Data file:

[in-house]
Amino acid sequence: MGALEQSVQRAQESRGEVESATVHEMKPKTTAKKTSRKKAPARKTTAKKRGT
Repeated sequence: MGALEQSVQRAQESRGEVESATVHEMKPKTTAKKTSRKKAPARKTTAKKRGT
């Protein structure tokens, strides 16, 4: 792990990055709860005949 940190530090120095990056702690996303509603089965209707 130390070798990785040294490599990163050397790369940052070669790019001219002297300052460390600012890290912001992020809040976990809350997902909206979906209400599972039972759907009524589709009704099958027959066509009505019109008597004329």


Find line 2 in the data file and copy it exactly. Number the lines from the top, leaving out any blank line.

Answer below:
Amino acid sequence: MGALEQSVQRAQESRGEVESATVHEMKPKTTAKKTSRKKAPARKTTAKKRGT